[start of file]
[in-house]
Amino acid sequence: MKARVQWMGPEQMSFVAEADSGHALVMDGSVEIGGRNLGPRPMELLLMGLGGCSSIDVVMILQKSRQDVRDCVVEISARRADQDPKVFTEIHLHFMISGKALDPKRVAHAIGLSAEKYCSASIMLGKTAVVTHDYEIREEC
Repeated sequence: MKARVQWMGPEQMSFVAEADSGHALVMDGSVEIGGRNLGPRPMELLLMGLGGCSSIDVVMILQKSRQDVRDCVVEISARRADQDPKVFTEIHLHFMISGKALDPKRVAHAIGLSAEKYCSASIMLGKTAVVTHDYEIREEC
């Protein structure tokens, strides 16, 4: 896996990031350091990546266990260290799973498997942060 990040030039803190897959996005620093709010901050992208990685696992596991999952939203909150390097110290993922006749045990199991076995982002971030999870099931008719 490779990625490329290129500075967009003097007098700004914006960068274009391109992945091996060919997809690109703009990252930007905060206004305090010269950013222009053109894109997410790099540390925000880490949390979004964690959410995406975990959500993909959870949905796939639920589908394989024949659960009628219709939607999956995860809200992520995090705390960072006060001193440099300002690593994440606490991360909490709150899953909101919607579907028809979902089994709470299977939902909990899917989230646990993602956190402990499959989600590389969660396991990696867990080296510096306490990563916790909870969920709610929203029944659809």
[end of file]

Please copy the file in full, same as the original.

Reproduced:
[in-house]
Amino acid sequence: MKARVQWMGPEQMSFVAEADSGHALVMDGSVEIGGRNLGPRPMELLLMGLGGCSSIDVVMILQKSRQDVRDCVVEISARRADQDPKVFTEIHLHFMISGKALDPKRVAHAIGLSAEKYCSASIMLGKTAVVTHDYEIREEC
Repeated sequence: MKARVQWMGPEQMSFVAEADSGHALVMDGSVEIGGRNLGPRPMELLLMGLGGCSSIDVVMILQKSRQDVRDCVVEISARRADQDPKVFTEIHLHFMISGKALDPKRVAHAIGLSAEKYCSASIMLGKTAVVTHDYEIREEC
């Protein structure tokens, strides 16, 4: 896996990031350091990546266990260290799973498997942060 990040030039803190897959996005620093709010901050992208990685696992596991999952939203909150390097110290993922006749045990199991076995982002971030999870099931008719 490779990625490329290129500075967009003097007098700004914006960068274009391109992945091996060919997809690109703009990252930007905060206004305090010269950013222009053109894109997410790099540390925000880490949390979004964690959410995406975990959500993909959870949905796939639920589908394989024949659960009628219709939607999956995860809200992520995090705390960072006060001193440099300002690593994440606490991360909490709150899953909101919607579907028809979902089994709470299977939902909990899917989230646990993602956190402990499959989600590389969660396991990696867990080296510096306490990563916790909870969920709610929203029944659809």